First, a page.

LIHWAP: A Primer for the Community Action Network

CAAs may use CSBG funds to supplement the services provided by LIHWAP and help clients manage their water-related needs, even after the LIHWAP program ends. However, the costs should otherwise be allowable and allocable to CSBG under applicable law, including the Uniform Guidance.

In addition to assistance with paying water bills, some households may require small-scale plumbing repairs such as fixing leaking pipes, updating fixtures (e.g., faucets, showers, or toilet fixtures), or replacing filters to remove contaminants from drinking water. Addressing these issues can help keep the household’s water bill low and reduce the possibility that they will fall behind in the future. OCS has clarified that these small-scale plumbing repairs are not subject to CSBG’s prohibition on using funds for the permanent improvement of any building or other facility (42 U.S.C. § 9918(a)(1)). Thus, CSBG may be used to address these household needs and to coordinate with other programs. This includes using CSBG CARES funds, since water affordability needs have been significantly exacerbated by the COVID-19 public health crisis and access to clean water is critical to reducing the transmission of the virus through hand washing. For more information on the distinction between ordinary repairs and permanent improvements to facilities, see CAPLAW’s Q&A on Property Issues.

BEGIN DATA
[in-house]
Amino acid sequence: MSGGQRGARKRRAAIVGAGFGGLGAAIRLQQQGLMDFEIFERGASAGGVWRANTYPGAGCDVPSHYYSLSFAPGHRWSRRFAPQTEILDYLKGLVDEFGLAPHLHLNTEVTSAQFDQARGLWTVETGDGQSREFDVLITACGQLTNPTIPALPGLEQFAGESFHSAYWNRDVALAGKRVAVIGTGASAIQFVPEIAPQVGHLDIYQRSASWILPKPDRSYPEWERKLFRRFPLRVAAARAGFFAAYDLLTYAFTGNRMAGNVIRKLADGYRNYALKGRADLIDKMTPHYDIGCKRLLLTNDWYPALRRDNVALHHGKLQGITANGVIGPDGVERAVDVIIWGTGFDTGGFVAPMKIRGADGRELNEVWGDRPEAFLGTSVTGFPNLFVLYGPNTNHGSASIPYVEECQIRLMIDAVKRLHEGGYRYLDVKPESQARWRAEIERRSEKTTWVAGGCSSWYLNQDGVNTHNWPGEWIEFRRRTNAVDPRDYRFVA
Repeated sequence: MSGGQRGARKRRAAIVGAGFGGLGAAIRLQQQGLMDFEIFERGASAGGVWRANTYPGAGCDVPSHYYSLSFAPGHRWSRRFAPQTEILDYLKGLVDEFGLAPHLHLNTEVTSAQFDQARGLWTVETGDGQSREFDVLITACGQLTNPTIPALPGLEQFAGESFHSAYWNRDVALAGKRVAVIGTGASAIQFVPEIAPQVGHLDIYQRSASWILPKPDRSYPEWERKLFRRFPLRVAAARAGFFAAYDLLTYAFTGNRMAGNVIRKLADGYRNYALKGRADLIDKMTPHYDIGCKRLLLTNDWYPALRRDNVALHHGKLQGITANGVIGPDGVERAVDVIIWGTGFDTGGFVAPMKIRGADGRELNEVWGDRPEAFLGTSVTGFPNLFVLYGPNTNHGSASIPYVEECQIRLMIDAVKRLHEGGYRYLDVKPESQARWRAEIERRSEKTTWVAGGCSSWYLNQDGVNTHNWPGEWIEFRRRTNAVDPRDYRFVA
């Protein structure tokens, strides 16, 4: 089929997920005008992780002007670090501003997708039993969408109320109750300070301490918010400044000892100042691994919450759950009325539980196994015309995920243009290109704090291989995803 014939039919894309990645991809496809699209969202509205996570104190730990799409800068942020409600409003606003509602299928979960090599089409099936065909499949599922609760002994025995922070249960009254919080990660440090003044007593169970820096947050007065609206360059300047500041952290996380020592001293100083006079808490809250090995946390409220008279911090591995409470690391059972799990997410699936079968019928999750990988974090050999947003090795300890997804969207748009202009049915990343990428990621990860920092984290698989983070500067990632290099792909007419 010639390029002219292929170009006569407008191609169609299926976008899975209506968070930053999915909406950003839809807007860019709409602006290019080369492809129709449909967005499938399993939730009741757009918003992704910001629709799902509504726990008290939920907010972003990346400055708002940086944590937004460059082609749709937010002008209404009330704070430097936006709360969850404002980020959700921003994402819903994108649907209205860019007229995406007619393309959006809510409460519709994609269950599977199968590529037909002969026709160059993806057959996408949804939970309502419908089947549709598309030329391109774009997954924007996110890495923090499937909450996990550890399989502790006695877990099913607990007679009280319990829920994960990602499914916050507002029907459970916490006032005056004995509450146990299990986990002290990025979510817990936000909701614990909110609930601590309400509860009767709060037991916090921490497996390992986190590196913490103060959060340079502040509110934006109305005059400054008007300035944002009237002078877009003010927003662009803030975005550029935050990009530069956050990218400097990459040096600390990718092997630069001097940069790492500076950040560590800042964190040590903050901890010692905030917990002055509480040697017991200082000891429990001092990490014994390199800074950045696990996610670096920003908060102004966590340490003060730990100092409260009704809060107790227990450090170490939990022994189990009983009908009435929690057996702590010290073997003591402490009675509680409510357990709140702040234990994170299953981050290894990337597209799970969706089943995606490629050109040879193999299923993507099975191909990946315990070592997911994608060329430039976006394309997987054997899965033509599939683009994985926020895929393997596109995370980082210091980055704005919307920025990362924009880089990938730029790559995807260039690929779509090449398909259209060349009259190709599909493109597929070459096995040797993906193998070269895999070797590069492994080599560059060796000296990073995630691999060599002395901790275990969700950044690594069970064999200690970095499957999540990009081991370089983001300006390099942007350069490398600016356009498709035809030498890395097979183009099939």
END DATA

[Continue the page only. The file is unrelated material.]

CSBG funds may also be used for the coordination and delivery of other utility assistance benefits and household services (see LIHWAP DCL 2021-15). OCS has encouraged Recipients to use expedited procedures for modifying Community Action Plans to coordinate CSBG funding with LIHWAP efforts and provide additional household plumbing repairs or supports if needed (see CSBG DCL-2021-22).

This resource is part of the Community Services Block Grant (CSBG) Legal Training and Technical Assistance Center. It was created by CAPLAW in the performance of the U.S. Department of Health and Human Services, Administration for Children and Families, Office of Community Services, Cooperative Agreement Award Number 90ET0482-02. Any opinion, findings, conclusions, or recommendations expressed in this material are those of the author(s) and do not necessarily reflect the views of the U.S. Department of Health and Human Services, Administration for Children and Families.